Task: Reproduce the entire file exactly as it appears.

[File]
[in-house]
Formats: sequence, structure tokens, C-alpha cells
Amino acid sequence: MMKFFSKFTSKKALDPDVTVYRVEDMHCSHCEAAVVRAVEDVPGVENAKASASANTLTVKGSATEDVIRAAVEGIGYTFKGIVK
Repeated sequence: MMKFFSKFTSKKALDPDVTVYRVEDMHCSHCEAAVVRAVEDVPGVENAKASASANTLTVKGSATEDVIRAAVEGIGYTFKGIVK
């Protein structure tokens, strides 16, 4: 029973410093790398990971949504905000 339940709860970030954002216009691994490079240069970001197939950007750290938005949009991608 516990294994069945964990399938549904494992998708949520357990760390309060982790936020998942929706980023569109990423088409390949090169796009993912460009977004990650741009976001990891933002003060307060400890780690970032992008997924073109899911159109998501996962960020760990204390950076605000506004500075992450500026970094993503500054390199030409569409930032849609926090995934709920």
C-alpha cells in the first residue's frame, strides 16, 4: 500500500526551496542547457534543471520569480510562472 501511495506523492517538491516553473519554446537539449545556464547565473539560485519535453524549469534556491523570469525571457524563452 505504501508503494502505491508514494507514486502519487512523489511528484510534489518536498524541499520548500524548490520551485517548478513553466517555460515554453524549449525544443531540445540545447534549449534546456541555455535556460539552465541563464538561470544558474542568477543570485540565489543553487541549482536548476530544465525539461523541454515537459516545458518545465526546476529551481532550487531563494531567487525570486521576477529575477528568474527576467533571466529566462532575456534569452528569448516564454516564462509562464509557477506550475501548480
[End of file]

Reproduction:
[in-house]
Formats: sequence, structure tokens, C-alpha cells
Amino acid sequence: MMKFFSKFTSKKALDPDVTVYRVEDMHCSHCEAAVVRAVEDVPGVENAKASASANTLTVKGSATEDVIRAAVEGIGYTFKGIVK
Repeated sequence: MMKFFSKFTSKKALDPDVTVYRVEDMHCSHCEAAVVRAVEDVPGVENAKASASANTLTVKGSATEDVIRAAVEGIGYTFKGIVK
């Protein structure tokens, strides 16, 4: 029973410093790398990971949504905000 339940709860970030954002216009691994490079240069970001197939950007750290938005949009991608 516990294994069945964990399938549904494992998708949520357990760390309060982790936020998942929706980023569109990423088409390949090169796009993912460009977004990650741009976001990891933002003060307060400890780690970032992008997924073109899911159109998501996962960020760990204390950076605000506004500075992450500026970094993503500054390199030409569409930032849609926090995934709920």
C-alpha cells in the first residue's frame, strides 16, 4: 500500500526551496542547457534543471520569480510562472 501511495506523492517538491516553473519554446537539449545556464547565473539560485519535453524549469534556491523570469525571457524563452 505504501508503494502505491508514494507514486502519487512523489511528484510534489518536498524541499520548500524548490520551485517548478513553466517555460515554453524549449525544443531540445540545447534549449534546456541555455535556460539552465541563464538561470544558474542568477543570485540565489543553487541549482536548476530544465525539461523541454515537459516545458518545465526546476529551481532550487531563494531567487525570486521576477529575477528568474527576467533571466529566462532575456534569452528569448516564454516564462509562464509557477506550475501548480